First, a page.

Canadian 20,000m record holder Justin Kent is set to make his debut in the marathon on Sunday at The Marathon Project in Chandler, Ariz. Kent, who also works as a coach with Mile2Marathon, is no stranger to road racing, having won the virtual Canadian 10K Championships in July (he ran 28:52) and having run an unofficial half-marathon PB of 1:02:34 in October. The marathon is a completely different beast, though, and Kent says he knows there’s a steep learning curve when it comes to running 42.2K well. Below is his favourite type of workout from his marathon build, and while he admits it “isn’t the most glamorous” of sessions, he says it is an important one that all prospective marathoners should include in their training schedules.
Kent says he respects the distance and his fellow athletes too much to try to forecast what time he will run on Sunday. “Obviously I want to run really fast, but if I made some crazy prediction saying I would go and run a certain time, I think it’d be a disservice to people who have run those times in the past.” He has put in the work, though, giving himself the best chance to run a great time. One of his favourite workouts in this build to The Marathon Project has been the progression run.
“I’ve grown to love the long, sustained efforts,” Kent says. “A few years back when I was training for the 1,500m, I always enjoyed the long run, and over the years, it’s become even more enjoyable.” He recently completed a 38K progression run that featured “a pretty solid chunk at marathon pace.” These runs are so important and effective, he says, because they help “your body get used to the effort that you need to maintain that marathon goal pace.”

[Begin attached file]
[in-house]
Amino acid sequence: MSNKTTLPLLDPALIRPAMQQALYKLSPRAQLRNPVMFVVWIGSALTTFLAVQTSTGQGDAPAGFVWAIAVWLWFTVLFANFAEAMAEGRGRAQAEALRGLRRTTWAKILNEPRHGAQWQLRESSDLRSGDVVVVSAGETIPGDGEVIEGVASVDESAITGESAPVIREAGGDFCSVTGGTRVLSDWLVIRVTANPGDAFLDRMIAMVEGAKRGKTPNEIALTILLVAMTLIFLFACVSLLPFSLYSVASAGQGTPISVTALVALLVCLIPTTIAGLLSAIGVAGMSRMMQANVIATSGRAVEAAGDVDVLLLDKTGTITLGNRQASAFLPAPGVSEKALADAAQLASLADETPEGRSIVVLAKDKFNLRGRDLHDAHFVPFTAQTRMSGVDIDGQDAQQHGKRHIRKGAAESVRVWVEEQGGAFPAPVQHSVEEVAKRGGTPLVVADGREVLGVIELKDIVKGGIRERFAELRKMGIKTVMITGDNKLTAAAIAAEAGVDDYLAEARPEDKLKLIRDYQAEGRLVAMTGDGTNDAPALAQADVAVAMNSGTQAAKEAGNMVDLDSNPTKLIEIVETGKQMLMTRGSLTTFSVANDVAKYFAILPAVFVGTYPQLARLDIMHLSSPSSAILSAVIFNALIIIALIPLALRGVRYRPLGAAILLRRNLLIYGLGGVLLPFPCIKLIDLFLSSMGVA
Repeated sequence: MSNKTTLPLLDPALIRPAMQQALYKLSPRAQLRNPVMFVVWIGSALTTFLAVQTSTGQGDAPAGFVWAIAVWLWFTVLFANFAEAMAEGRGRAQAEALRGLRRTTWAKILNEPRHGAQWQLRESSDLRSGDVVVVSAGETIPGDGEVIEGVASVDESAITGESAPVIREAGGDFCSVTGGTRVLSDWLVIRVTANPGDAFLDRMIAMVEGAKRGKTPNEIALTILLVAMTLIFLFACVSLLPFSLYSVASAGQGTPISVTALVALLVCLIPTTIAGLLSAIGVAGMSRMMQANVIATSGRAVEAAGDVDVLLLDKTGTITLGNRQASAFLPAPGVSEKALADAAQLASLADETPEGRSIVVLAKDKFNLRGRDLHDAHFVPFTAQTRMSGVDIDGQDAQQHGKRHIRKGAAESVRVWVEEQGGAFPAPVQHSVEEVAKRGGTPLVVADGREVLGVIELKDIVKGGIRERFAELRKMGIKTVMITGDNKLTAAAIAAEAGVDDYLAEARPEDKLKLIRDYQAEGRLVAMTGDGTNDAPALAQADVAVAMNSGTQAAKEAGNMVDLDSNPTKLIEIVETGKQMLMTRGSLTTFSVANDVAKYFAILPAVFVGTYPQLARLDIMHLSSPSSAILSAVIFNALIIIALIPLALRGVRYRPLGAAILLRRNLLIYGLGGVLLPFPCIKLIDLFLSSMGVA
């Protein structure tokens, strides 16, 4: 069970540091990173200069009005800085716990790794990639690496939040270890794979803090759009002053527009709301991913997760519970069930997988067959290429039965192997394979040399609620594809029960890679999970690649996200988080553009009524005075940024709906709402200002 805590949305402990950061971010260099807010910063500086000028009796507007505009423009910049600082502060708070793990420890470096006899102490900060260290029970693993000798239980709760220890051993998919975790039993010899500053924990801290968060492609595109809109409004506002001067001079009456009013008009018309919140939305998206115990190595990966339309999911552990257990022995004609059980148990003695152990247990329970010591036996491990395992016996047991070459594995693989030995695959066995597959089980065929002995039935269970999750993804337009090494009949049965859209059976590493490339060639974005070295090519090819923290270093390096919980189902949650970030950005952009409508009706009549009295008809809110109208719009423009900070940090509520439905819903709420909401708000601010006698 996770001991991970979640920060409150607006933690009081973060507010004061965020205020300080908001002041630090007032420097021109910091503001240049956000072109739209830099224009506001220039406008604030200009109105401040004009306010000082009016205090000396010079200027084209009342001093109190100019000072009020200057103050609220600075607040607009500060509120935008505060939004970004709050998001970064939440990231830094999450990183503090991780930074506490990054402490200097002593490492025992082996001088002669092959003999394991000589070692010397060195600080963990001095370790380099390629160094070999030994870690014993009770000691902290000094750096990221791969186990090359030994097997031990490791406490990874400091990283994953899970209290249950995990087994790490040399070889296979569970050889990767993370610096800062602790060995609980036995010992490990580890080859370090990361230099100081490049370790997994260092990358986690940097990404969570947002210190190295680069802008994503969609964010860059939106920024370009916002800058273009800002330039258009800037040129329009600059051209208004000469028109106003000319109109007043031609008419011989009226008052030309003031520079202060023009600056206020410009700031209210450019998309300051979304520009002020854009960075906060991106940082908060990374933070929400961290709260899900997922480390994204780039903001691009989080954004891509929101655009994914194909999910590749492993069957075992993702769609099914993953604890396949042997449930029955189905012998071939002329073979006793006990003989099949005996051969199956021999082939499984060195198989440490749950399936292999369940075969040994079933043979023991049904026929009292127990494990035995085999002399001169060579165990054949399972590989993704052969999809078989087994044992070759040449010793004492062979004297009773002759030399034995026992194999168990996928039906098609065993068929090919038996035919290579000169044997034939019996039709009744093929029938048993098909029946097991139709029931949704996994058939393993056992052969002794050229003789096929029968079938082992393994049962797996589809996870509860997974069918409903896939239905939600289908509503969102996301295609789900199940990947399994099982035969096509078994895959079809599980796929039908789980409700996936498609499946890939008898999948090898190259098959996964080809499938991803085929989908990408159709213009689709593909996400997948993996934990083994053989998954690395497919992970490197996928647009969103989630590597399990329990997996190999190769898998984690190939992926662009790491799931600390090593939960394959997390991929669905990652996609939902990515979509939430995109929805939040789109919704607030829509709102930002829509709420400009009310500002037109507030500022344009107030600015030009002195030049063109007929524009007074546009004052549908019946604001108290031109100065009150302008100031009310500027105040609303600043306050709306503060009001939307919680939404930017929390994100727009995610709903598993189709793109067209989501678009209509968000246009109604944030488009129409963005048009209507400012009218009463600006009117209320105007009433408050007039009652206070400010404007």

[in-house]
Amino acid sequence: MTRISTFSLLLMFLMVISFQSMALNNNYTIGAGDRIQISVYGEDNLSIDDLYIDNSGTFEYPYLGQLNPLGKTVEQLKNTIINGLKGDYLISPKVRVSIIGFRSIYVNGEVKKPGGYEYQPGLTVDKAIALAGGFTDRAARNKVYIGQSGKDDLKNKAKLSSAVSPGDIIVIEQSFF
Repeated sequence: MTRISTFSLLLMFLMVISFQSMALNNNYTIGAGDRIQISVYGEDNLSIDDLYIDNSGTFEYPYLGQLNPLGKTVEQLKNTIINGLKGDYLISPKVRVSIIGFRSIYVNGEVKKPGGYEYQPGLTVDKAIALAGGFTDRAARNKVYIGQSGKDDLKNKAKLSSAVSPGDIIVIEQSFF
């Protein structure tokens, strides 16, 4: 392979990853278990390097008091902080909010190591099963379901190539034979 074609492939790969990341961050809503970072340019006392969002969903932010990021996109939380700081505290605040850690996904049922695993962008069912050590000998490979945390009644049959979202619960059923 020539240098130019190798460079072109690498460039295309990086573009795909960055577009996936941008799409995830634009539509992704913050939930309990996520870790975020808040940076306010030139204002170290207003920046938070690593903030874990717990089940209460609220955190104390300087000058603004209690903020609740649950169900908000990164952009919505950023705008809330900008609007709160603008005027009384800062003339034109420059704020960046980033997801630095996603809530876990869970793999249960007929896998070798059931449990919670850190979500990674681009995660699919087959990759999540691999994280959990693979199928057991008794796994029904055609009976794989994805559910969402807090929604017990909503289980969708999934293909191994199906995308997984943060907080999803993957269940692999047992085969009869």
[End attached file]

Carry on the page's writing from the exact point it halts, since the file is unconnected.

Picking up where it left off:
Kent says he believes that the experience he has gained from these long efforts will help him at The Marathon Project. He adds that he has already seen the benefits of his progression runs in a race setting when he ran the national 20,000m record of 1:01:01 in November. “These kinds of workouts aren’t as exciting to talk about as big runs on the track,” he says, “but the sessions that aren’t as glamorous are the best bang for your buck.”
If you’re planning on running a marathon, adding some progression runs to your schedule could really help you out. Kent says to warm up as you would for a track session with drills to get your body ready for the effort. Then, start your run with 5K to 8K of easy running. “Just go through the motions,” Kent says. “It’s just normal running for a while, and then you start picking it up. The key is to not hammer it right off the bat.”
After your warmup, your run can vary in distance. No matter how far you’re planning to run, you should reach marathon pace at some point. For example, if you warm up with an easy 8K, you can spend the next 8K slowly building. After that, close with 8K at marathon pace. By the time you reach the marathon pace section, you will probably already be at least a little tired, which is why this type of workout can be so effective. There’s no chance that you won’t feel tired in your marathon, and getting used to running while tired will only help you on race day. Try it out yourself, and play with the distances. Progression runs can also be used in training for other distances. The key is to reach race pace and maintain it for a solid period of time.
Kent and five other Canadians will hit The Marathon Project course starting at 10 a.m. ET on Sunday. To learn more about the race, click here.